Have a great Christmas and New Year!
At our February meeting, Vicki Gibboney showed us Pinterest, a way to create bulletin boards for things that interest you from photos on the web, your computer, or other sources.
Ralph Dale showed us how to use a cellphone for an Internet connection, and Dennis Harkins showed how to use the tabs in web browsers and showed a few new apps for the iPad: Pcalc Lite, a calculator, USA Today, a free daily newspaper, and ActMonitor, a great way to look "under the hood" of your tablet. It shows how much memory you are using for your apps and other system information.
The next Tablet Users Group meeting will be on Apr. 10 at 7 PM at the Aiken Public Library, and we hope to see you there!
The SeniorNet Tablet Users Group (TUG) met for the second time at the Aiken library on January 9, and we had twenty people attending, with iPads, Samsung and Google Nexus tablets, Kindles, and a new Windows 8 tablet from Nokia!
We invited everyone to show a favorite app or two, and Dennis Harkins showed StarWalk, an app to identify stars, planets, and objects in the night sky. Bill Hayes showed many apps for the iPad: Spotify (free music), Duolingo, a language-learning program (free), Talkatone, a free telephone app and Dropbox.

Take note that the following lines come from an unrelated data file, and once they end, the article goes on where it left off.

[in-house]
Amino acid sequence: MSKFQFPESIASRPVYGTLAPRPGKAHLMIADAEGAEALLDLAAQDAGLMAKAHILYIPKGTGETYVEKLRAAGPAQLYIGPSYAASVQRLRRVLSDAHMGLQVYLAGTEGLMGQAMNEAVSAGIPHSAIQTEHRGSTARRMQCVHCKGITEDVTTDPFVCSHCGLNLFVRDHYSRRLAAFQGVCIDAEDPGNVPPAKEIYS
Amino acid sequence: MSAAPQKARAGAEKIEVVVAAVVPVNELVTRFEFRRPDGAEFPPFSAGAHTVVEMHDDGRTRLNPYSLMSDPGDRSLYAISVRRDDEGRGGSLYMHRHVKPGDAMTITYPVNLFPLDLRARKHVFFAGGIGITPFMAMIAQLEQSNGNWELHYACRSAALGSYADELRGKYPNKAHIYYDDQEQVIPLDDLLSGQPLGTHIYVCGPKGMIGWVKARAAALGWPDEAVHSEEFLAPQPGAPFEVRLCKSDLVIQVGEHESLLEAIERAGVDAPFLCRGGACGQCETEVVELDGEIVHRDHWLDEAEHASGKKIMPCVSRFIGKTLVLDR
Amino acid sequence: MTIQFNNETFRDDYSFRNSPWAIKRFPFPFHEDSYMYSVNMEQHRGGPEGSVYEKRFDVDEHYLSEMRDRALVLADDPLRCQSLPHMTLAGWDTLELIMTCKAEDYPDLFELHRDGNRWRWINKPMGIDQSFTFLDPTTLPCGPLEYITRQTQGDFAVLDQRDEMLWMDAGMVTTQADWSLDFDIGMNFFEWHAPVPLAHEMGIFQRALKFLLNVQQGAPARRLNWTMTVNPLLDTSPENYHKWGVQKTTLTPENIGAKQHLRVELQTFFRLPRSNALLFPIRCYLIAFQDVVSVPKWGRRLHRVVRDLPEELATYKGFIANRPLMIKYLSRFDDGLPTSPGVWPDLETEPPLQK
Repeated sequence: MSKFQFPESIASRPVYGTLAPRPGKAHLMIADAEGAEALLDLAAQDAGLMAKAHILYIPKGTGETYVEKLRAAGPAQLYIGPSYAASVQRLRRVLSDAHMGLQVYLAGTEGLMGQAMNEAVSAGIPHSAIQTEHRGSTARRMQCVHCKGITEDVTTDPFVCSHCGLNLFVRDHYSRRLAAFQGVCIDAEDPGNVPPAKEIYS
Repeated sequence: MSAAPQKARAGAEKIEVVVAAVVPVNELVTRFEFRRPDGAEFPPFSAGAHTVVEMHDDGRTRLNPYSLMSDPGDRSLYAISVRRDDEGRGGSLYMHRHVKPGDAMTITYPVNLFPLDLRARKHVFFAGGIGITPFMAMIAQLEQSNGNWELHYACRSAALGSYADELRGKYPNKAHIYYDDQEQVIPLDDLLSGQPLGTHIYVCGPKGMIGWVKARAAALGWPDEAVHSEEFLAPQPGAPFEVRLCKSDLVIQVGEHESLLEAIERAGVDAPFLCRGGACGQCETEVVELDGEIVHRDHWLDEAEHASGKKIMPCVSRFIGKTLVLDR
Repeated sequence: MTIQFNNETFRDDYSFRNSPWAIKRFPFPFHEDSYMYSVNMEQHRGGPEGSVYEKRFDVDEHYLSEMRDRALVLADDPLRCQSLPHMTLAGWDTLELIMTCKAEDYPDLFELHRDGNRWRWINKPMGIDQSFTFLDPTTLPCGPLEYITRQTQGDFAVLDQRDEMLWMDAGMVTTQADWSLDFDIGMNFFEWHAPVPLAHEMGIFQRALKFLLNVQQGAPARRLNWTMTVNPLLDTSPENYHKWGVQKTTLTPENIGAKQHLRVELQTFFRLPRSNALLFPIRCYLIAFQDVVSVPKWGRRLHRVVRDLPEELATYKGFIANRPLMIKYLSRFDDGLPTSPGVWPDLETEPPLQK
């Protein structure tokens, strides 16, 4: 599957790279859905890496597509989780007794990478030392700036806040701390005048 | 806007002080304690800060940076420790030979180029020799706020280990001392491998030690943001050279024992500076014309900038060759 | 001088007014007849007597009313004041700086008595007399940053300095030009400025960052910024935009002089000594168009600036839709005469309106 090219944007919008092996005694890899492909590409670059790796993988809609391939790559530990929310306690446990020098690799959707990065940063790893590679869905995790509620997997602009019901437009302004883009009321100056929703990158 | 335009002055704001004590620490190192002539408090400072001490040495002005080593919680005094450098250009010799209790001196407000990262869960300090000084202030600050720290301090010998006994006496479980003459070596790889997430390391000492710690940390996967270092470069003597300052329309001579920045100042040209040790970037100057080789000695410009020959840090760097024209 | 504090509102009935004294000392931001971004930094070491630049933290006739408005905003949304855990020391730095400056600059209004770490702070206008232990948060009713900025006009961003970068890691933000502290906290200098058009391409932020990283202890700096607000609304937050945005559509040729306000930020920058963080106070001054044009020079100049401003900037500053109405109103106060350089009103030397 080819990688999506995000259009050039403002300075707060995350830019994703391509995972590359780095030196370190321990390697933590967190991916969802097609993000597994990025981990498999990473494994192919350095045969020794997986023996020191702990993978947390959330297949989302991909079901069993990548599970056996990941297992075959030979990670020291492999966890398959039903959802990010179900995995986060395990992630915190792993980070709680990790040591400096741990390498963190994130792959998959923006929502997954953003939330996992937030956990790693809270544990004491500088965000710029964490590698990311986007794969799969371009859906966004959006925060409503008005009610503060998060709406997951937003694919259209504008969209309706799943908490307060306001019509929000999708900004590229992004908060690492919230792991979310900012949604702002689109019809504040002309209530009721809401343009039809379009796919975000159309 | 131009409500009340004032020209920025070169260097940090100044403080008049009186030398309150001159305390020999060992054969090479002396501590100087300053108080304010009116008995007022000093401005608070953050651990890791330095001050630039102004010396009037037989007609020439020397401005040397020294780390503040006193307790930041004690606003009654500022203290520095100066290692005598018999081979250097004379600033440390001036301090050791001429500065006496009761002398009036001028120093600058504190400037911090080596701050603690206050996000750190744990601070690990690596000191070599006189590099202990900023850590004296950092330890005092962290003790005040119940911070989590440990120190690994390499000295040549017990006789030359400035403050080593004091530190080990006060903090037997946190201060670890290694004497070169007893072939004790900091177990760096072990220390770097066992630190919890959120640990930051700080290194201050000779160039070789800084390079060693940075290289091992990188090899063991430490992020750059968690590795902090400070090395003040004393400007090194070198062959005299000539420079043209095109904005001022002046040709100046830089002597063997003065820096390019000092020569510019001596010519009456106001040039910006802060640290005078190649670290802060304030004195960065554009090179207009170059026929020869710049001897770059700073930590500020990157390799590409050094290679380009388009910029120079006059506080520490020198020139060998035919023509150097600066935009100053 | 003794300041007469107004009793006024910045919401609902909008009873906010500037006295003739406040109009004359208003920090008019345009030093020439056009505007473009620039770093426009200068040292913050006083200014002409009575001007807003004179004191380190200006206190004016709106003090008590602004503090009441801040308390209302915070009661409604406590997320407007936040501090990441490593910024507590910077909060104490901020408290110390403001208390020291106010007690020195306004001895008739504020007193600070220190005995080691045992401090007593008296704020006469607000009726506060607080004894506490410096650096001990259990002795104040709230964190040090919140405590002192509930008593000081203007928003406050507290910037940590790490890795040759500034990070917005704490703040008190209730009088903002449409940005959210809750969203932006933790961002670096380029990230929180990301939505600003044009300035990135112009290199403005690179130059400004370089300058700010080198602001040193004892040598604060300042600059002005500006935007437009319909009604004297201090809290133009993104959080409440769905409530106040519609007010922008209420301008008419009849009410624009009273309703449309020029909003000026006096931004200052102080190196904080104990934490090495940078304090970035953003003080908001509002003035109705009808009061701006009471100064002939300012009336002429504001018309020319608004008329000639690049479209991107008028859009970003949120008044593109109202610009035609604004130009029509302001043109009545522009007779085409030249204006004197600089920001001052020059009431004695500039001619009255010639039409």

He even had a Bluetooth speaker for filling a room with music wirelessly from a tablet, and Ralph Dale made all the technology work together for the meeting.
Sam Lightner showed us the “MYRADAR” app – perfect for checking weather radar instantly, and the Photomanager Pro app for organizing photos. Darell Pluff showed us a great app from glasses.com that allows you to try on many pairs of glasses at home, using your tablet.
Sara Wampole showed us the Hitchcock Woods flower identifier on her iPhone, and the latest in wearable tech from Nike, the FuelBand, which tracks your daily fitness activity.
We agreed to meet again next month as the library schedule permits.
Powered by Pmwiki.